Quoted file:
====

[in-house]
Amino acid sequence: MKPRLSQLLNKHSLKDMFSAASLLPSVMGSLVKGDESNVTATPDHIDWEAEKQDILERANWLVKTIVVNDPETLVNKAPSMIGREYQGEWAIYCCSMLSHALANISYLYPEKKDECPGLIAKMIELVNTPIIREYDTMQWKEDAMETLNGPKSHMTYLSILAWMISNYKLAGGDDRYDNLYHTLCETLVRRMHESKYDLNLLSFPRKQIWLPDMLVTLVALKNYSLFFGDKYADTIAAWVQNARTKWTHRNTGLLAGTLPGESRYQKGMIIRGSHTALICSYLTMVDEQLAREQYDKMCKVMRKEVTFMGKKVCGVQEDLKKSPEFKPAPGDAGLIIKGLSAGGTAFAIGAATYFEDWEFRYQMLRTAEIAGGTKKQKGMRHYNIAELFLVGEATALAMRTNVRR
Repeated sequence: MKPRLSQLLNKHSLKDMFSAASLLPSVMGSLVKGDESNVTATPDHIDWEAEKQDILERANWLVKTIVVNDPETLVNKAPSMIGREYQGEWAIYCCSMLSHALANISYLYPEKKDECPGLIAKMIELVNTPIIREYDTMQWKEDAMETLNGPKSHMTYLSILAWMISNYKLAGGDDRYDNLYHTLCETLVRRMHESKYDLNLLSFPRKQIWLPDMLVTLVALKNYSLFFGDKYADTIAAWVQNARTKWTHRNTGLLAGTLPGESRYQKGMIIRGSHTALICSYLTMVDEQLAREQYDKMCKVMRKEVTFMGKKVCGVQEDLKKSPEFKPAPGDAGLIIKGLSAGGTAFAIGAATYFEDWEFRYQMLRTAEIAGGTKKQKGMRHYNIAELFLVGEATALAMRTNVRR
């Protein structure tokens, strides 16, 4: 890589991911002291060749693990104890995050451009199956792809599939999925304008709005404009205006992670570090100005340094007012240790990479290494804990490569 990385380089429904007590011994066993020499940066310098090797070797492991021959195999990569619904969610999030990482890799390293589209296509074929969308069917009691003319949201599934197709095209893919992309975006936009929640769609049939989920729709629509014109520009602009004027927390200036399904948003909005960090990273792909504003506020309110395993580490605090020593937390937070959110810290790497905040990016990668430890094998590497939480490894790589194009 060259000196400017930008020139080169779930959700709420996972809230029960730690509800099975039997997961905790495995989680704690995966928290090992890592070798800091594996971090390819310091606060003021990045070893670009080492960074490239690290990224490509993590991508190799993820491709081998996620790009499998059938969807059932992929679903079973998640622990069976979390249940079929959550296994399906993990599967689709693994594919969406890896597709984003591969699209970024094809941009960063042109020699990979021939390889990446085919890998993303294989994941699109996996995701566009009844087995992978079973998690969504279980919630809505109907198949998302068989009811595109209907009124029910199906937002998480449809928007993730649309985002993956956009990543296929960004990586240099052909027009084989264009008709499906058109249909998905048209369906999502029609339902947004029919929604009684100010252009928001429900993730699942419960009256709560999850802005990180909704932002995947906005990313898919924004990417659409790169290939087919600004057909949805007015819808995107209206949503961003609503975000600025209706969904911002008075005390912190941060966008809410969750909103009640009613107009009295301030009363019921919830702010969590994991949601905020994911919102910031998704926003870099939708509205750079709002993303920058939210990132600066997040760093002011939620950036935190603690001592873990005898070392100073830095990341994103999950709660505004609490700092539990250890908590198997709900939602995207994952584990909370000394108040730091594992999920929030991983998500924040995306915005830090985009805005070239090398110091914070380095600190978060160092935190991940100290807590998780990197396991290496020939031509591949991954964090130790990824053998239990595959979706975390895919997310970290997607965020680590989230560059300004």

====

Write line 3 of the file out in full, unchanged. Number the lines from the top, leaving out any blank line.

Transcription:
Repeated sequence: MKPRLSQLLNKHSLKDMFSAASLLPSVMGSLVKGDESNVTATPDHIDWEAEKQDILERANWLVKTIVVNDPETLVNKAPSMIGREYQGEWAIYCCSMLSHALANISYLYPEKKDECPGLIAKMIELVNTPIIREYDTMQWKEDAMETLNGPKSHMTYLSILAWMISNYKLAGGDDRYDNLYHTLCETLVRRMHESKYDLNLLSFPRKQIWLPDMLVTLVALKNYSLFFGDKYADTIAAWVQNARTKWTHRNTGLLAGTLPGESRYQKGMIIRGSHTALICSYLTMVDEQLAREQYDKMCKVMRKEVTFMGKKVCGVQEDLKKSPEFKPAPGDAGLIIKGLSAGGTAFAIGAATYFEDWEFRYQMLRTAEIAGGTKKQKGMRHYNIAELFLVGEATALAMRTNVRR